The concept of widening Hughes Bridge originated with a project entitled N4/N15 Sligo to the county boundary, which was progressed through various planning stages from 2004 to 2010. The proposed route commenced at Hughes Bridge and tied into an existing improved section at the Co Leitrim boundary ‘Bunduff Bridge’.
Formed part of the Atlantic route corridor – an objective of the Transport 21 initiative
It formed part of the Atlantic route corridor, which was an objective of the Transport 21 initiative. A constraints study and route selection report were prepared by Sligo County Council and the preferred route was adopted by the elected members of Sligo County Council and Sligo Borough Council in 2006. Ryan Hanley of WSP Ltd was appointed in 2007 to progress the preliminary design and planning for the proposed project.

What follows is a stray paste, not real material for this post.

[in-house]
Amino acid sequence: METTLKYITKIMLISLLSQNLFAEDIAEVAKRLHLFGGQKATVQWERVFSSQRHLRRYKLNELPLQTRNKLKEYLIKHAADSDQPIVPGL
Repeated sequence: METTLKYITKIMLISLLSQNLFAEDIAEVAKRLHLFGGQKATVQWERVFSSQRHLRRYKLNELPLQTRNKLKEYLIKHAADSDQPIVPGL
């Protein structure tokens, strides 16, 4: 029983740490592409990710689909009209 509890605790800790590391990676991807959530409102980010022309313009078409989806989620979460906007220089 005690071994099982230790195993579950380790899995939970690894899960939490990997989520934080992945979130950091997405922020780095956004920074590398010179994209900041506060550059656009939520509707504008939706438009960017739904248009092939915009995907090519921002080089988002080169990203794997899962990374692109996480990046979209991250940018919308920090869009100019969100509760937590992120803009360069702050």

All deliverables including the business case were forwarded to Transport Infrastructure Ireland TII (formally the National Roads Authority or NRA) in 2010. However, due to budgetary constraints, funding was not allocated to proceed with the planning process.
The rural section of the project was then suspended and it was decided to progress with the urban section from Hughes Bridge to the Sligo borough boundary. This project was 1.6km in length and involved widening the existing road to six lanes and upgrading the at-grade junctions.
The statutory documents were developed for this section and submitted to the TII in 2012. However, as with the larger project, due to budgetary constraints, funding was not available to progress to the next stage. Sligo County Council then prepared a proposal to develop the N4 Traffic Improvement Scheme and forwarded it to the TII for approval. Funding was allocated for this project in 2012.